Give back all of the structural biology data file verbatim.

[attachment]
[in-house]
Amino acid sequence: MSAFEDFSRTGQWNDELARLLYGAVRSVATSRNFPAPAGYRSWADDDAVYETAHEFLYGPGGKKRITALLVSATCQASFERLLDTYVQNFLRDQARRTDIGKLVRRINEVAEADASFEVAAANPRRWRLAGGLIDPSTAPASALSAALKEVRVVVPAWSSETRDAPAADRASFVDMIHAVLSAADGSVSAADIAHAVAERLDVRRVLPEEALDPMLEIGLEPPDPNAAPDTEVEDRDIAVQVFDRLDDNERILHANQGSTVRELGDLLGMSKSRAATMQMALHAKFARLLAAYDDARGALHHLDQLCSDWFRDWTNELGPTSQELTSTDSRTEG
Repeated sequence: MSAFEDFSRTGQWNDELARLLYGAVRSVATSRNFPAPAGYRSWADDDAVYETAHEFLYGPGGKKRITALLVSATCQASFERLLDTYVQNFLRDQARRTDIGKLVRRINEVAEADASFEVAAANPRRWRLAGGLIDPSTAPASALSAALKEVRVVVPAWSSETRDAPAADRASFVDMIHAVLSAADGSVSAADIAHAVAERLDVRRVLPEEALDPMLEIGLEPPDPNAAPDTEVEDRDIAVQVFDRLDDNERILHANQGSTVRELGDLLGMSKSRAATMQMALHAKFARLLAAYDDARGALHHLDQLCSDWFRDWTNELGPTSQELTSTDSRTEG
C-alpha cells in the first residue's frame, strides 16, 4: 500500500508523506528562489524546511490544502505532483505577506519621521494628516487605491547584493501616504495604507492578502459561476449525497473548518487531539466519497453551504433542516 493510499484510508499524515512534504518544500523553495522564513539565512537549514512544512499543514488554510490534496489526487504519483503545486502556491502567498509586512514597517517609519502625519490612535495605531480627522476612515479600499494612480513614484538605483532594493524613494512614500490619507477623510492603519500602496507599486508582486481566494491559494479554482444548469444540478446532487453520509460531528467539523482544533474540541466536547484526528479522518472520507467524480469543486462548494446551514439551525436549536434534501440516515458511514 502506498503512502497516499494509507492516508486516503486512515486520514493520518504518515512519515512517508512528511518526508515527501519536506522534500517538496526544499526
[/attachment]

[in-house]
Amino acid sequence: MSAFEDFSRTGQWNDELARLLYGAVRSVATSRNFPAPAGYRSWADDDAVYETAHEFLYGPGGKKRITALLVSATCQASFERLLDTYVQNFLRDQARRTDIGKLVRRINEVAEADASFEVAAANPRRWRLAGGLIDPSTAPASALSAALKEVRVVVPAWSSETRDAPAADRASFVDMIHAVLSAADGSVSAADIAHAVAERLDVRRVLPEEALDPMLEIGLEPPDPNAAPDTEVEDRDIAVQVFDRLDDNERILHANQGSTVRELGDLLGMSKSRAATMQMALHAKFARLLAAYDDARGALHHLDQLCSDWFRDWTNELGPTSQELTSTDSRTEG
Repeated sequence: MSAFEDFSRTGQWNDELARLLYGAVRSVATSRNFPAPAGYRSWADDDAVYETAHEFLYGPGGKKRITALLVSATCQASFERLLDTYVQNFLRDQARRTDIGKLVRRINEVAEADASFEVAAANPRRWRLAGGLIDPSTAPASALSAALKEVRVVVPAWSSETRDAPAADRASFVDMIHAVLSAADGSVSAADIAHAVAERLDVRRVLPEEALDPMLEIGLEPPDPNAAPDTEVEDRDIAVQVFDRLDDNERILHANQGSTVRELGDLLGMSKSRAATMQMALHAKFARLLAAYDDARGALHHLDQLCSDWFRDWTNELGPTSQELTSTDSRTEG
C-alpha cells in the first residue's frame, strides 16, 4: 500500500508523506528562489524546511490544502505532483505577506519621521494628516487605491547584493501616504495604507492578502459561476449525497473548518487531539466519497453551504433542516 493510499484510508499524515512534504518544500523553495522564513539565512537549514512544512499543514488554510490534496489526487504519483503545486502556491502567498509586512514597517517609519502625519490612535495605531480627522476612515479600499494612480513614484538605483532594493524613494512614500490619507477623510492603519500602496507599486508582486481566494491559494479554482444548469444540478446532487453520509460531528467539523482544533474540541466536547484526528479522518472520507467524480469543486462548494446551514439551525436549536434534501440516515458511514 502506498503512502497516499494509507492516508486516503486512515486520514493520518504518515512519515512517508512528511518526508515527501519536506522534500517538496526544499526